Pocket Data


In March 2015, we conducted a user study on the PhoneLab smartphone experimental platform. Over the course of one month, 11 participants used an instrumented Android smartphone as their primary device. All SQL processed by Android’s built-in SQLite library was anonymized, logged, and harvested once the phone was plugged in. These results serve as the baseline and initial motivation for our evaluation study and benchmark.

A key insight from this study was that the majority of queries recorded were effectively key-value store queries, either single-row equality-predicate lookups or full table scans. 24 out of 179 distinct apps encountered during the study used only queries of this type, while 80\% of the median app’s workload fit the same pattern. In short, mobile database workloads are dominated by key-value style queries. Accordingly, we decided to start with YCSB, an industry standard key-value store benchmark.

A second insight from this study was that workloads are bursty, with short (1-2 second) periods of moderate (100s of queries) work, followed by longer periods of inactivity or light background noise. Put differently, databases on mobile devices almost never operate at saturation. This is in direct contrast to YCSB, which attempts to measure a throughput/latency curve that our measured workloads do not approach. Hence, while we adapt and extend the six canonical key-value workloads (A-F) of YCSB, we develop our own mobile-centric experimental protocol for performance measurement. The PocketData benchmark focuses on more common mobile device bottlenecks: CPU, IO, and Query Latency. Query latency is a factor important for device responsiveness, while CPU and IO represent shared resources. In addition to pressure from other apps, as well as the app invoking the query, they also factor in to another major bottleneck in mobile devices: power consumption.


The YCSB benchmark provides 6 canonical workloads (A-F). These workloads each feature a different mix of operations including write (upsert a new record), append (add a new record with a monotonically increasing key field), update (read one field of a record, modify it, and write it back), read (recover all fields of a record), and scan (read the 1000 records following a given key). In addition to the six YCSB workloads, we add two micro-benchmark workloads (G-H) that use the YCSB schema and generate workloads consisting of 10% update, 10% insert, 40% scan. This distribution matches results presented in our user study. The remaining 40\% of the workload follows one of two patterns: In Pocket-G, the remaining workload queries filter data based on a 1-dimensional range predicate, modeling a temporal query (e.g., Google Mail or the Facebook news feed). In Pocket-H, the remaining workload queries filter data based on a 2-dimensional range predicate, modeling a spatial query (e.g., Maps). A single thread dedicated to issuing queries produces too many queries to be representative. Accordingly, we artificially reduce query throughput by sleeping the query thread according to one of three inter-query timing rates: 1. Zero delay, or performance at saturation, 2. A fixed 1ms delay in between queries, and 3. A logarithmic delay, mirroring typical app behavior in our user study.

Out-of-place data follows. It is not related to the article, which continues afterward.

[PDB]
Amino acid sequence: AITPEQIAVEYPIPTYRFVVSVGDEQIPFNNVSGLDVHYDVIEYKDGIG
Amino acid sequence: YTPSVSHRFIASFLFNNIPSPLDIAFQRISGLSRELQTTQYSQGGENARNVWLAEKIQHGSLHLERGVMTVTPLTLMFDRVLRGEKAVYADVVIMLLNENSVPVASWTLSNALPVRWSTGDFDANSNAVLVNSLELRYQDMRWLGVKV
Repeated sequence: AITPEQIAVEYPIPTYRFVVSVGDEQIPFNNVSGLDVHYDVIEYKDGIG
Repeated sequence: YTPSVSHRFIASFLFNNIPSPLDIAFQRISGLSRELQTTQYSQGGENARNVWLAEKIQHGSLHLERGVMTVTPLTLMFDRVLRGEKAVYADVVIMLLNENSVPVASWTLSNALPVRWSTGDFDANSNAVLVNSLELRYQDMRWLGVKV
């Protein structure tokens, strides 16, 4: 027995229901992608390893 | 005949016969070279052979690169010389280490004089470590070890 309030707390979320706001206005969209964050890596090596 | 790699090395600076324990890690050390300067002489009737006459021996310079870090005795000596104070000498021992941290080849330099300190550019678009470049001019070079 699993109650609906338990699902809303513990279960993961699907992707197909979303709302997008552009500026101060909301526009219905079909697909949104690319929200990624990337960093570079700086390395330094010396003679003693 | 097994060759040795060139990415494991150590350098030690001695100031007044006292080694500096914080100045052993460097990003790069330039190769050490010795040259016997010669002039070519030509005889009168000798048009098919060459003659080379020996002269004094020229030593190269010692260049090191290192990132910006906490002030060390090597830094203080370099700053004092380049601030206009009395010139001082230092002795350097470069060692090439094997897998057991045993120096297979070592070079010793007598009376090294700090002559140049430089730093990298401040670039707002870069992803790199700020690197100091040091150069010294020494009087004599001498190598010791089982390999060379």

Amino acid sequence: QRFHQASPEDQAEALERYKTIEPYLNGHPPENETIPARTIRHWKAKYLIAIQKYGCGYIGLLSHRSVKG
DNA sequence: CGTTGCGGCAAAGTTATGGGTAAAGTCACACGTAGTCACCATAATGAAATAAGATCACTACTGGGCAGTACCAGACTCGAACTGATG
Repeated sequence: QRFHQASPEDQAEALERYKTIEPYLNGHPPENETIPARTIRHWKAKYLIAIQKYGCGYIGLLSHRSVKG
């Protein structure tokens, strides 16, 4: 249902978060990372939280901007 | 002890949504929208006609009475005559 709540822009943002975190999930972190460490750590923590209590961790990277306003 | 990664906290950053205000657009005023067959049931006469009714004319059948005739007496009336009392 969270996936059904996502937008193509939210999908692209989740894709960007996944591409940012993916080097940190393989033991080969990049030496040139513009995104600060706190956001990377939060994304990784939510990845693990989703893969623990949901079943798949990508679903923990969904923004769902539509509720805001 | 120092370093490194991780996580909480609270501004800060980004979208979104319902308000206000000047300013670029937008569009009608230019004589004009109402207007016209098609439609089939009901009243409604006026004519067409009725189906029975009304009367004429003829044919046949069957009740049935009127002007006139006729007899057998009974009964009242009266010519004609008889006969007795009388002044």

Benchmark Overview

The PocketData benchmarking toolkit is the result of extensive trials, validation, and refinement. Here, we provide a high-level overview of the benchmarking process.
The benchmark itself consists of a driver application and a set of boot configurations for the Android operating system and kernel.
The application part of the benchmark connects to an embedded database through a modular driver.
We presently have drivers for:

  1. Android OS’s native SQLite integration,
  2. BerkeleyDB and H2 through JDBC,
  3. BerkeleyDB’s native key-value interface,
  4. A naive in-memory key-value store implemented using Java’s TreeMap and ConcurrentMap with Java’s native serialization for persistence.

The application operates in two phases: initialization and query.
On its first run, the application initializes the database, creating database files (if needed), creating tables, and pre-loading initial data.
After initializing the database the app finishes and exits. When invoked a second time, the runner loads the workload — a sequence of SQL statements — into memory. The choice to use a pre-defined, pre-loaded trace was made for two reasons. First, this ensures that overheads from workload generation remain constant across experiments; there is no cost for assembling the SQL query string representation.
Second, having the same exact sequence of queries allows for repeatable experiments across database engines and with different instrumentation configurations.

Optionally, query traces provided to the app may be annotated with an equivalent key-value operation (e.g., PUT, GET, SCAN). Annotated traces can be run on a key-value backend like BerkeleyDB’s native interface or our naive in-memory TreeMap-based store.


Data Sets